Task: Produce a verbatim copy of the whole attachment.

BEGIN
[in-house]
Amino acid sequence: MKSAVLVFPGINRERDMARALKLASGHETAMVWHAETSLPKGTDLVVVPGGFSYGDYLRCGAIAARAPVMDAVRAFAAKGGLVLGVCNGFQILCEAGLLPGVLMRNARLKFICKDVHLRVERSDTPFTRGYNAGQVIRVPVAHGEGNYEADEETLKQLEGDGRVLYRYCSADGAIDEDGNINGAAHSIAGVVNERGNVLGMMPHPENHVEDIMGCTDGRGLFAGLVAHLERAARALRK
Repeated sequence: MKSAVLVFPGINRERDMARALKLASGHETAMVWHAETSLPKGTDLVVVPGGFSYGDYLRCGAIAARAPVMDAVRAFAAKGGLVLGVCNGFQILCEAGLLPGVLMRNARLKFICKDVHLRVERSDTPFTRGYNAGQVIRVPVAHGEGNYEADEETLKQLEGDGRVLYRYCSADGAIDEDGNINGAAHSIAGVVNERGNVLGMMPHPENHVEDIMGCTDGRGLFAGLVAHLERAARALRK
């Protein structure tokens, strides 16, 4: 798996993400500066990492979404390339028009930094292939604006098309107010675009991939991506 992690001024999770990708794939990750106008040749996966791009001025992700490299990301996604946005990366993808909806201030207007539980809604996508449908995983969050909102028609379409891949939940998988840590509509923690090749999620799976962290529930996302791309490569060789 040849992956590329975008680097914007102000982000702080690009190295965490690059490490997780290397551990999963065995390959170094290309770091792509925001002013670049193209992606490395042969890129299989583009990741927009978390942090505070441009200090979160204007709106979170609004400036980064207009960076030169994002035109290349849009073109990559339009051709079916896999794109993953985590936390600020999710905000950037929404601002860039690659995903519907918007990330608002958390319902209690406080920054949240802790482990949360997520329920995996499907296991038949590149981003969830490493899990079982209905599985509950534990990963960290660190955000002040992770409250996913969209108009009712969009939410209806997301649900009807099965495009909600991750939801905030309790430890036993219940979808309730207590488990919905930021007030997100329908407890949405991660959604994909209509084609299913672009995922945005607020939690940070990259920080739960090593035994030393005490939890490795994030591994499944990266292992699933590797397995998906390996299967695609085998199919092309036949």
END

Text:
[in-house]
Amino acid sequence: MKSAVLVFPGINRERDMARALKLASGHETAMVWHAETSLPKGTDLVVVPGGFSYGDYLRCGAIAARAPVMDAVRAFAAKGGLVLGVCNGFQILCEAGLLPGVLMRNARLKFICKDVHLRVERSDTPFTRGYNAGQVIRVPVAHGEGNYEADEETLKQLEGDGRVLYRYCSADGAIDEDGNINGAAHSIAGVVNERGNVLGMMPHPENHVEDIMGCTDGRGLFAGLVAHLERAARALRK
Repeated sequence: MKSAVLVFPGINRERDMARALKLASGHETAMVWHAETSLPKGTDLVVVPGGFSYGDYLRCGAIAARAPVMDAVRAFAAKGGLVLGVCNGFQILCEAGLLPGVLMRNARLKFICKDVHLRVERSDTPFTRGYNAGQVIRVPVAHGEGNYEADEETLKQLEGDGRVLYRYCSADGAIDEDGNINGAAHSIAGVVNERGNVLGMMPHPENHVEDIMGCTDGRGLFAGLVAHLERAARALRK
């Protein structure tokens, strides 16, 4: 798996993400500066990492979404390339028009930094292939604006098309107010675009991939991506 992690001024999770990708794939990750106008040749996966791009001025992700490299990301996604946005990366993808909806201030207007539980809604996508449908995983969050909102028609379409891949939940998988840590509509923690090749999620799976962290529930996302791309490569060789 040849992956590329975008680097914007102000982000702080690009190295965490690059490490997780290397551990999963065995390959170094290309770091792509925001002013670049193209992606490395042969890129299989583009990741927009978390942090505070441009200090979160204007709106979170609004400036980064207009960076030169994002035109290349849009073109990559339009051709079916896999794109993953985590936390600020999710905000950037929404601002860039690659995903519907918007990330608002958390319902209690406080920054949240802790482990949360997520329920995996499907296991038949590149981003969830490493899990079982209905599985509950534990990963960290660190955000002040992770409250996913969209108009009712969009939410209806997301649900009807099965495009909600991750939801905030309790430890036993219940979808309730207590488990919905930021007030997100329908407890949405991660959604994909209509084609299913672009995922945005607020939690940070990259920080739960090593035994030393005490939890490795994030591994499944990266292992699933590797397995998906390996299967695609085998199919092309036949």